LAUSD, CSBA and others call on Newsom to veto bill requiring schools to buy mostly US-grown food

(Illustration via iStock)

One day after the California Legislature passed Senate Bill 490, a bill requiring California K-12 schools, community colleges and California State Universities to purchase mostly U.S.-grown food for school-provided meals, Los Angeles Unified superintendent Alberto Carvalho, the California School Boards Association and others are calling on Gov. Gavin Newsom to veto it.

In a statement Wednesday, the CSBA and others called the bill “well-intentioned, but harmful,” since it prohibits schools from purchasing agricultural products grown, packed or processed out of the country, with some exceptions. Opponents fear that the proposed requirements would lead to “an explosion in costs just as school nutrition programs begin expanding free meal access,” according to the statement.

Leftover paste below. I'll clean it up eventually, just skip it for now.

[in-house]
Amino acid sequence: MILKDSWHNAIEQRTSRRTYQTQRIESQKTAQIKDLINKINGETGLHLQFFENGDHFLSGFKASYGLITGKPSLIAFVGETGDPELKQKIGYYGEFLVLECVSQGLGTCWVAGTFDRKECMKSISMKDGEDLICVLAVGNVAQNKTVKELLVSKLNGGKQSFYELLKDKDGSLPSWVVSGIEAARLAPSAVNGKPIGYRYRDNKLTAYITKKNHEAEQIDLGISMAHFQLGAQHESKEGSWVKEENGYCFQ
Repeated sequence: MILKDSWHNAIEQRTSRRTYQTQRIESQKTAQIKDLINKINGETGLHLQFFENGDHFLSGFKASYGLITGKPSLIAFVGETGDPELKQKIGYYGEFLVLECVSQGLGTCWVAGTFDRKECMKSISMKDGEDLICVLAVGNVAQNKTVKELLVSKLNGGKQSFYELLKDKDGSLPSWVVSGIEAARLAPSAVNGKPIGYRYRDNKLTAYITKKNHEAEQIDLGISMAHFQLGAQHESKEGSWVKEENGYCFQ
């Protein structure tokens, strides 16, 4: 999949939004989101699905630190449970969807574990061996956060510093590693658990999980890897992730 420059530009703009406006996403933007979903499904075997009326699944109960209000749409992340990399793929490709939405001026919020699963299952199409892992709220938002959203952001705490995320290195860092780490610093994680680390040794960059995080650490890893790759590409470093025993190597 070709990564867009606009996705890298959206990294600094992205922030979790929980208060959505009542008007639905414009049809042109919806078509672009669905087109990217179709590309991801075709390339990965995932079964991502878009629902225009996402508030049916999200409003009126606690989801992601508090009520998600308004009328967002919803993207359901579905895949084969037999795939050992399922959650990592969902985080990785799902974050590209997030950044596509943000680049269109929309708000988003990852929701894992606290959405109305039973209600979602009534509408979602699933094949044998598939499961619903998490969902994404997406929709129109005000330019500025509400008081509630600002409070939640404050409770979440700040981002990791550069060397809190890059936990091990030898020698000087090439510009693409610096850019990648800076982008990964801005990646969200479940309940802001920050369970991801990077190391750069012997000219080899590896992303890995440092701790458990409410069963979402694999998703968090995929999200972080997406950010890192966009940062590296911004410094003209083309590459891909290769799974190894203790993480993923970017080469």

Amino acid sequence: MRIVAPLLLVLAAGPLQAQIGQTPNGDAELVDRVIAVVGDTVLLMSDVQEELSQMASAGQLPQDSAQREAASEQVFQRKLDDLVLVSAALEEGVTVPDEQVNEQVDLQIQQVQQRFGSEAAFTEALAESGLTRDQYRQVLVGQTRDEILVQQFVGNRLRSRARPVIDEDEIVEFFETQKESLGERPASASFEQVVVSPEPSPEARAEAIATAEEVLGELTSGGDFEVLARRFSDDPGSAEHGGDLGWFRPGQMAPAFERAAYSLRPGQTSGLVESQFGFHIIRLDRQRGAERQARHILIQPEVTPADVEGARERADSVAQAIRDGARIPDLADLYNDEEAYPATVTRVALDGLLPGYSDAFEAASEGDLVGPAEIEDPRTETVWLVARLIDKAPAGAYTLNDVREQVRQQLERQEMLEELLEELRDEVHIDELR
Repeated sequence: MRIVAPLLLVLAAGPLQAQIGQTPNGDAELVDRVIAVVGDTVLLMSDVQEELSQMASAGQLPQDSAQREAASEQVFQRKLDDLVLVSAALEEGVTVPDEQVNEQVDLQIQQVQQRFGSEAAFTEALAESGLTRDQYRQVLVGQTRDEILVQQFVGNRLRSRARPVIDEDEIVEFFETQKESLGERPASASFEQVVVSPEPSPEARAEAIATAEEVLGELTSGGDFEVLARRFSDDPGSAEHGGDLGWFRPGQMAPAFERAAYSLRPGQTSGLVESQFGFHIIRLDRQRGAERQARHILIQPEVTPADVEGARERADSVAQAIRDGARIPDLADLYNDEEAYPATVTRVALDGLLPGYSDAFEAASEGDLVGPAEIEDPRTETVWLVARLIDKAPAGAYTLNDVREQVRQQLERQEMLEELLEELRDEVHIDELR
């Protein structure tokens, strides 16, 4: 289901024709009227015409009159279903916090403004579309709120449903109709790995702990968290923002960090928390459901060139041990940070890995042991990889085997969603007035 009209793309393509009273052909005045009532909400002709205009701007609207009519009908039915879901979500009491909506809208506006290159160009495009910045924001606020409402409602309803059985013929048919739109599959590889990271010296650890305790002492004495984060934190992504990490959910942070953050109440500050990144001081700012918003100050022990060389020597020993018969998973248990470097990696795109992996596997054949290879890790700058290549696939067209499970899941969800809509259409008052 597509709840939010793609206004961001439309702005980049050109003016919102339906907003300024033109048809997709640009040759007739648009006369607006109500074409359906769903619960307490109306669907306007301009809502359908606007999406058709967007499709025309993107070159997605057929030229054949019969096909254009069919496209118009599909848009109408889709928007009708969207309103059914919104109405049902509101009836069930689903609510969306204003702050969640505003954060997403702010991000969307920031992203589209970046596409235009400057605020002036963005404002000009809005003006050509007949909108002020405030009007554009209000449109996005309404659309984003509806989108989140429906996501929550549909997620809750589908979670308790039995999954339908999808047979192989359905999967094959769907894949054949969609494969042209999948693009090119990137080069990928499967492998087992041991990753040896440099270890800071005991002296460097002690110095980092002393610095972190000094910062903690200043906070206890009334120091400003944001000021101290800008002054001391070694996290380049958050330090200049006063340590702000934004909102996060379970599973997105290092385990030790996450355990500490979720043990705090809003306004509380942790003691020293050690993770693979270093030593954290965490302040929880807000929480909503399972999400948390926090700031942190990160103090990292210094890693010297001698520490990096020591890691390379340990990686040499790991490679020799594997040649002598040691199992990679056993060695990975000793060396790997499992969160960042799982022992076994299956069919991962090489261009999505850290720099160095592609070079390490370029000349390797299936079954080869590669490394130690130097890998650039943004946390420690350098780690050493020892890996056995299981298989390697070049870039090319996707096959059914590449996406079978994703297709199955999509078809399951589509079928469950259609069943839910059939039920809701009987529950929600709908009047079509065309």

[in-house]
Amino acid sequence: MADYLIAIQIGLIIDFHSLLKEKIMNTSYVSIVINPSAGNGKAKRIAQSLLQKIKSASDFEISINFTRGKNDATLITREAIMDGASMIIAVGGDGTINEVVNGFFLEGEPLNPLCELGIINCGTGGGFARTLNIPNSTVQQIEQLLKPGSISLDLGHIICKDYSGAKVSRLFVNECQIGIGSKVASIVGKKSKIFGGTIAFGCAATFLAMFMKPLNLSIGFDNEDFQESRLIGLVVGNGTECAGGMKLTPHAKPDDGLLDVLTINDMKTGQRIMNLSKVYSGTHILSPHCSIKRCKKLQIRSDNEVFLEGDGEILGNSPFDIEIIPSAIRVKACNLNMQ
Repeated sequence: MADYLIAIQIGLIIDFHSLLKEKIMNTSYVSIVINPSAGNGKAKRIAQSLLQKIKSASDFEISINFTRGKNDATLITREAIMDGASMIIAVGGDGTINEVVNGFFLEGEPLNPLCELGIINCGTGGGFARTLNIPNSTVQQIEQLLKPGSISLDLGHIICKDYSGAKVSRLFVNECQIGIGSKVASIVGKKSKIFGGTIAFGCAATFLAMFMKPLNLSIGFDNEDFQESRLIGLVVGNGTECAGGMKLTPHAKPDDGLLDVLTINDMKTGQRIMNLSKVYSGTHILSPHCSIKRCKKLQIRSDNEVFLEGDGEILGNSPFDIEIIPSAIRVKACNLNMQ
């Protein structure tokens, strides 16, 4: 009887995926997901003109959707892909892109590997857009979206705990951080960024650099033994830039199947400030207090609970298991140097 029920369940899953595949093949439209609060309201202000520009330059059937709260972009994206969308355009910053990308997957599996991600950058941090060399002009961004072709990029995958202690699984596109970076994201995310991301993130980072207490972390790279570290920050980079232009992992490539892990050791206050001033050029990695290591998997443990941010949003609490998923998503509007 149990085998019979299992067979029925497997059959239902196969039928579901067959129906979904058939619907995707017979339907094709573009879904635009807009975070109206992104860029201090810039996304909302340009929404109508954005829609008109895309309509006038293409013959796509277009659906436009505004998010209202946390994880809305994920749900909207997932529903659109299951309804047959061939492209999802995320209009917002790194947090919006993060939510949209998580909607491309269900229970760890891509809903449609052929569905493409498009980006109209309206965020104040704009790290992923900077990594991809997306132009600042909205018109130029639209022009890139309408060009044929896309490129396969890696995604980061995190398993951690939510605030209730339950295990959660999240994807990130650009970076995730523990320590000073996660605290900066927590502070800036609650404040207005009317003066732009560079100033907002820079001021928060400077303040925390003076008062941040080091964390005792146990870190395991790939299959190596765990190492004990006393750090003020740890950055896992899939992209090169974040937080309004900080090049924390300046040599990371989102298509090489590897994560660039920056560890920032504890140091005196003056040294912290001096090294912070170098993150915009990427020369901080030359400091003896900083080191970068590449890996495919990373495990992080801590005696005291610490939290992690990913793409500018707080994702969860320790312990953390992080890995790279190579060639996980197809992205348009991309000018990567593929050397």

The 2022-23 school year will be the first that California, along with a few other states, is promising to provide every child with free breakfast and lunch.

Along with other provisions, SB 490 would only allow schools to purchase nondomestic agricultural products if the bid or price of those products is more than 25% lower than the equivalent domestic product. Opponents say this would “render schools vulnerable to price gouging from vendors who could simply increase their prices to just under the 25% threshold,” according to the statement.

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